GREENWICH VILLAGE — The Holocaust survivor who fought off a would-be mugger on Fifth Avenue received a proclamation from state Sen. Brad Hoylman Thursday — on the heels of a personal letter from presidential candidate Hillary Clinton.
Hoylman presented Gina Zuckerman, 90, with the proclamation at the senior center where she volunteers every day to call out numbers so people know when to get their lunch.
"This was the most wonderful day of my life," Zuckerman said, beaming, upon receiving the framed proclamation.
Hoylman's proclamation, on behalf of the State Senate of New York, honored Zuckerman "for her bravery in standing her ground."
Zuckerman was on her way to the senior center for her lunchtime volunteer shift a few weeks ago when a woman knocked her to the ground, attempting to steal her purse from the cart that she uses to support herself when she walks from her home on 15th Street to the center on the north side of Washington Square Park.
She successfully fought off her attacker, but suffered a deep gash to her arm that required several stitches.
In addition to the proclamation, Zuckerman also got a letter from Clinton, after DNAinfo New York reported that she planned to vote for the Democratic candidate.
"I don't like rude men," Zuckerman said in a previous interview after her attack, referring to Republican presidential candidate Donald Trump. "Enough rude men."
"[Clinton] was very sorry it happened to me," she said Thursday. "She wishes me to get better, and she's proud of me that I am so brave."
The Clinton campaign confirmed the letter, in which she told Zuckerman, "I agree, I don't like rude people either."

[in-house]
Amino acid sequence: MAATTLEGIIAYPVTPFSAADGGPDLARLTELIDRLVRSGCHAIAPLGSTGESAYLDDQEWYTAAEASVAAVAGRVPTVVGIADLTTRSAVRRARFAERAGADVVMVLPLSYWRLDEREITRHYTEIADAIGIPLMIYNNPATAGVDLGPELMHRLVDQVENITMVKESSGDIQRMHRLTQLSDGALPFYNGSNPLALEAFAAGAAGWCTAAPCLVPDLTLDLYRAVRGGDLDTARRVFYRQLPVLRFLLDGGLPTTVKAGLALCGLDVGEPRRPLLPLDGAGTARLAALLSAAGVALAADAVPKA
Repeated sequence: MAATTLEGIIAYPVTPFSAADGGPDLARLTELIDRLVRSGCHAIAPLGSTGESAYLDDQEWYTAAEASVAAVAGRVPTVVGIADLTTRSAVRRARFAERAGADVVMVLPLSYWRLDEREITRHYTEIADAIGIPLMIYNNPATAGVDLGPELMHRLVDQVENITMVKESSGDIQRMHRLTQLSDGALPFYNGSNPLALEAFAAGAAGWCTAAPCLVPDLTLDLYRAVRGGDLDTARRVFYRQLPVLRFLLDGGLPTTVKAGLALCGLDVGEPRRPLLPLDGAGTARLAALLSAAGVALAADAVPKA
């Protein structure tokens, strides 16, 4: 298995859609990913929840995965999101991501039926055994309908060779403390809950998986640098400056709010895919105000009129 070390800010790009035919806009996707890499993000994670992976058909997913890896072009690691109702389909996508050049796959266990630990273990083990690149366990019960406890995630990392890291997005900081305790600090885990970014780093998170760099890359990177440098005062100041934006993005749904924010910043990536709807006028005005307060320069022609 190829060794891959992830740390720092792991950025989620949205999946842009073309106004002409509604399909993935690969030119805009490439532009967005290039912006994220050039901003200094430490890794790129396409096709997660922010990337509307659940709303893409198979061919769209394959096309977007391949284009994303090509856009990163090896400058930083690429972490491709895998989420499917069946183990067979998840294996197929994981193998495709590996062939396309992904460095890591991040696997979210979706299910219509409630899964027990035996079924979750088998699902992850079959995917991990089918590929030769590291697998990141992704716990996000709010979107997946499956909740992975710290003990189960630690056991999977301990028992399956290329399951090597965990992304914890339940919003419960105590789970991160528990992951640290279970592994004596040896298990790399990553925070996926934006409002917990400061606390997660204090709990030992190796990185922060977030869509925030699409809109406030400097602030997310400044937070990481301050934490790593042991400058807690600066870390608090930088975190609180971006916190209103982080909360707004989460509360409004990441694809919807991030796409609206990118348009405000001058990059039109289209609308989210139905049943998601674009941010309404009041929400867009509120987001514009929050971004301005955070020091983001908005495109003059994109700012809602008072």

"The phrase coined by Ernest Hemingway, 'courage is grace under pressure,' applies to Ms. Zuckerman," Hoylman said Thursday. "She's someone who was on her way to volunteer here — you know her as the numbers lady — to volunteer on behalf of our community, and was attacked out of the blue in broad daylight."
When Hoylman read the portion of the proclamation noting her 28-year career in the advertising industry, Zuckerman clapped her hands happily. When he deemed her "an individual worthy of our highest respect and esteem," the petite nonagenarian burst out laughing and covered her face with her hands.
"Ms. Zuckerman's actions are a testament to her courage and her love of our neighborhood," Hoylman said, noting that the proclamation also celebrates her volunteerism.
Hoylman told the seniors at the center's lunch hour that Zuckerman's experience is a reminder that "we should all be aware of our surroundings."
"I don’t think we all have to be necessarily as courageous as Ms. Zuckerman was, but we should be sensible about protecting ourselves," he said, adding, "I’m actually going to encourage Ms. Zuckerman to start teaching self-defense courses for everyone in the Village."
Hoylman said the proclamation was a way not only to honor Zuckerman, but to let the public know her attacker is still at large.
"The 6th Precinct needs our help in apprehending Ms. Zuckerman's attacker," he said, holding up a flyer depicting the suspect — a long-haired, heavyset woman with a cane and a tattoo on her left upper arm.
► SEE THE SUSPECT PHOTO: 90-Year-Old Woman Fends Off Thief Despite Being Knocked to Ground, NYPD Says
"I'm going to continue trying to support us and try to see that you never, never get yourself in such a predicament," Zuckerman told her peers at the senior center.
Read Clinton's letter here: